3

This is a TFS-specific question. If this is inappropriate for this site, let me know where I can ask it. I initially posted it on StackOverflow, but didn't get much of a response.

We have recently transitioned from Gemini to TFS for application change control. There is one aspect of TFS I can't get my head around - the lack of a built-in concept of the application version that each work item will be addressed in.

In Gemini every feature request, enhancement, bug etc can be tagged with a version number. If the field was left blank, the item was "unscheduled", i.e. on the backlog. Each version could be flagged as either released or not. Reports could be then created listing the issues addressed in each released version, i.e. release notes, and the issues to be addressed in future versions, i.e. a roadmap. I was completely happy with this!

Now in TFS I can't find any built-in concept of version. It seems like there are 2 ways to represent version:

As a parent item in the iteration tree, e.g.

Version 1.0.0

  • Sprint 1
  • Sprint 2
  • etc

Version 1.1.0

  • Sprint 3
  • Sprint 4
  • etc

As a parent item in the work items tree, e.g.

Version 1.0.0

  • Requirement 1
  • Requirement 2
  • etc

Version 1.1.0

  • Requirement 3
  • Bug 4
  • etc

The latter approach looks better because it allows versions to be worked on simultaneously (e.g. a major release will be worked on at the same time as bug-fix release).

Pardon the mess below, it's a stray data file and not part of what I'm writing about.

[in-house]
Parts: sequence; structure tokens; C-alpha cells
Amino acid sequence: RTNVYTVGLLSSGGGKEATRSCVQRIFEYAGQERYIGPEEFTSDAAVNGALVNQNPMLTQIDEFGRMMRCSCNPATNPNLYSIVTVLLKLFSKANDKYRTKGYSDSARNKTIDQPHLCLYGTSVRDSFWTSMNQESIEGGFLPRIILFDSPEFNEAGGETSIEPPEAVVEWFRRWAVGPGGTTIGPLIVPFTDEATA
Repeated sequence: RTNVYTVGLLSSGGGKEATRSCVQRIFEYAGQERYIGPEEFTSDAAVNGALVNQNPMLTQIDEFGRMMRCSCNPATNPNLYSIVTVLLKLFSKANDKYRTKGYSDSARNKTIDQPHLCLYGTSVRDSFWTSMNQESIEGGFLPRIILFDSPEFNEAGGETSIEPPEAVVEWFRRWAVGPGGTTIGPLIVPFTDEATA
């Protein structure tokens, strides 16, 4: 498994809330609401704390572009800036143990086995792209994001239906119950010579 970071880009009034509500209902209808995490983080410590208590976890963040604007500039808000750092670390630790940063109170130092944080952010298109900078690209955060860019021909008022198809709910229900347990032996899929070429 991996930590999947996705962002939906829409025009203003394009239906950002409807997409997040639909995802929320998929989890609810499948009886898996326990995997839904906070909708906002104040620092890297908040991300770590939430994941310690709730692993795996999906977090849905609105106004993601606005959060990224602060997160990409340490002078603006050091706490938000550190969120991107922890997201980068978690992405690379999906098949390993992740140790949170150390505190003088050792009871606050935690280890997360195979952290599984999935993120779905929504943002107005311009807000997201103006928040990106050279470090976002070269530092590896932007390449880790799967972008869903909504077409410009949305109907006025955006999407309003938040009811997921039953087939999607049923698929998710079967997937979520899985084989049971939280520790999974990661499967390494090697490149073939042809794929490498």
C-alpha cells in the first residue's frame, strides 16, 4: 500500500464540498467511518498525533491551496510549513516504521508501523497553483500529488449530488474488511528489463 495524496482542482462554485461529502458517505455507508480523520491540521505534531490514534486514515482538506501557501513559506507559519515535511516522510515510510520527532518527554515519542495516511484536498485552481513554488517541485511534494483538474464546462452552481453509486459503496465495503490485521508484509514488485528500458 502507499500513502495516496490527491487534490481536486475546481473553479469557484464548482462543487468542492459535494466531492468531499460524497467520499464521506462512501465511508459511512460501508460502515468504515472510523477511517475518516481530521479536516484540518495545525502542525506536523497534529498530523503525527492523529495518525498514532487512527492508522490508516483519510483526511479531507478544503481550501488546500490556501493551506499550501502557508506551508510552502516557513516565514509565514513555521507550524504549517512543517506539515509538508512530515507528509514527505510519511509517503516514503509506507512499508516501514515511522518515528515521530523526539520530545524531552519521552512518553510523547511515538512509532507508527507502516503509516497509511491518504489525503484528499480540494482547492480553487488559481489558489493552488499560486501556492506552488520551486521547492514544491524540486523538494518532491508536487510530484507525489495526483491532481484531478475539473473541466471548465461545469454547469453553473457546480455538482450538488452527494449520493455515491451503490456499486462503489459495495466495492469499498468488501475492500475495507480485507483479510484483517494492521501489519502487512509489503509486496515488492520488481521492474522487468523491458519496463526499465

So what is the recommended approach to managing work by version?

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TFS has the concept of iteration, which is a hierarchy of release points. It is pretty flexible and you can break it down to something like

Product
   Release 1.0
     Sprint 1
     Sprint 2
   Release 1.1
     Sprint 3
     Sprint 4

You can even put teams in them. When you crate a work item, you simply allocate the work item to the the correct iteration. If it is not to be released, then simply change the work item's iteration path to the correct new iteration as TFS tracks history.

As the workitem (requirement, bug, test) is associated in a hierarchy, you could write a query to find all work items "UNDER" Release 1.1; this will include all child items. Using a combination of Area, Iteration and state you are able to create some pretty powerful queries.

  • Unless I'm missing something, this method precludes a sprint where you do release 1.0 support work and new work on release 1.1. Really only feasible if you only support a single release in production at a time. – Andrew Clear Jul 26 '13 at 8:10
  • Then adjust the area hierarchy to suite this. Sprint 1 - Release 1.0 and Sprint 1 - Release 1.1. Alternatively create a custom field in TFS to indicate the release on the PBI. – Brett Maytom PST Jul 28 '13 at 0:03
  • 1
    For now I am going to use iteration path to capture the version number. This doesn't lend itself so well to managing development on different versions concurrently, but we are trying to get away from that practise (i.e. be working on the next release while simultaneously working on multiple bug fixes to past releases) and adopt short release cycles, i.e. a more linear path, so maybe that is a good thing. Earlier I though Area Path might be a good place to put Version, but its too valuable as a way to split up a huge application into parts to sacrifice for versioning. – Laurence Aug 1 '13 at 8:38
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I like using area paths for this. It allows you to do work in parallel, without breaking the iteration model.

Area paths:

product\version

Iteration paths:

team\iteration

  • Thanks! I'll try this out and mark this as the answer if there are no better suggestions. – Laurence Jul 29 '13 at 9:48

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